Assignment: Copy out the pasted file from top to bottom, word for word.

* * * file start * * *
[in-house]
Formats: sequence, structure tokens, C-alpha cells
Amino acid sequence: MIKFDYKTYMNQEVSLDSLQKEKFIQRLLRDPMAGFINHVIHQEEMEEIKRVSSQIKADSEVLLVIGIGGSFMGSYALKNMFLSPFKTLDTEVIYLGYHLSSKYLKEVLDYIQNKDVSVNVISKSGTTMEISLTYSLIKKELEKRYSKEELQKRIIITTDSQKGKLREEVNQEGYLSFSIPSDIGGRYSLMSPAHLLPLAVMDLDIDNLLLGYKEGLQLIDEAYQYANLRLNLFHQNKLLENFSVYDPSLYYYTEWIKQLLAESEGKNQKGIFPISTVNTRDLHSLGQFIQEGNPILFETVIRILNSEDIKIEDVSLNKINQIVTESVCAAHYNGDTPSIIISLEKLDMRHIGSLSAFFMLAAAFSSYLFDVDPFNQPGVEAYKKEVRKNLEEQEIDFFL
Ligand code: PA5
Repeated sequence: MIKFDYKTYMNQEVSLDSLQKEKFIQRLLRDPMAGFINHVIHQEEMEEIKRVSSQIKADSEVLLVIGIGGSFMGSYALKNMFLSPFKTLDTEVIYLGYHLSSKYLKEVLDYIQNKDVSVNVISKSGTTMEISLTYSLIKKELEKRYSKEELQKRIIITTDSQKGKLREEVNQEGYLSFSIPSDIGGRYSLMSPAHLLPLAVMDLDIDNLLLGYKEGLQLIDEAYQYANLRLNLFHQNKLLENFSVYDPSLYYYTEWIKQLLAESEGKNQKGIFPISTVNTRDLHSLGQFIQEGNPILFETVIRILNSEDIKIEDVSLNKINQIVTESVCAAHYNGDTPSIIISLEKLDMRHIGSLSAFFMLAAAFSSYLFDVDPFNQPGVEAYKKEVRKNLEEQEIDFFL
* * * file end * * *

[in-house]
Formats: sequence, structure tokens, C-alpha cells
Amino acid sequence: MIKFDYKTYMNQEVSLDSLQKEKFIQRLLRDPMAGFINHVIHQEEMEEIKRVSSQIKADSEVLLVIGIGGSFMGSYALKNMFLSPFKTLDTEVIYLGYHLSSKYLKEVLDYIQNKDVSVNVISKSGTTMEISLTYSLIKKELEKRYSKEELQKRIIITTDSQKGKLREEVNQEGYLSFSIPSDIGGRYSLMSPAHLLPLAVMDLDIDNLLLGYKEGLQLIDEAYQYANLRLNLFHQNKLLENFSVYDPSLYYYTEWIKQLLAESEGKNQKGIFPISTVNTRDLHSLGQFIQEGNPILFETVIRILNSEDIKIEDVSLNKINQIVTESVCAAHYNGDTPSIIISLEKLDMRHIGSLSAFFMLAAAFSSYLFDVDPFNQPGVEAYKKEVRKNLEEQEIDFFL
Ligand code: PA5
Repeated sequence: MIKFDYKTYMNQEVSLDSLQKEKFIQRLLRDPMAGFINHVIHQEEMEEIKRVSSQIKADSEVLLVIGIGGSFMGSYALKNMFLSPFKTLDTEVIYLGYHLSSKYLKEVLDYIQNKDVSVNVISKSGTTMEISLTYSLIKKELEKRYSKEELQKRIIITTDSQKGKLREEVNQEGYLSFSIPSDIGGRYSLMSPAHLLPLAVMDLDIDNLLLGYKEGLQLIDEAYQYANLRLNLFHQNKLLENFSVYDPSLYYYTEWIKQLLAESEGKNQKGIFPISTVNTRDLHSLGQFIQEGNPILFETVIRILNSEDIKIEDVSLNKINQIVTESVCAAHYNGDTPSIIISLEKLDMRHIGSLSAFFMLAAAFSSYLFDVDPFNQPGVEAYKKEVRKNLEEQEIDFFL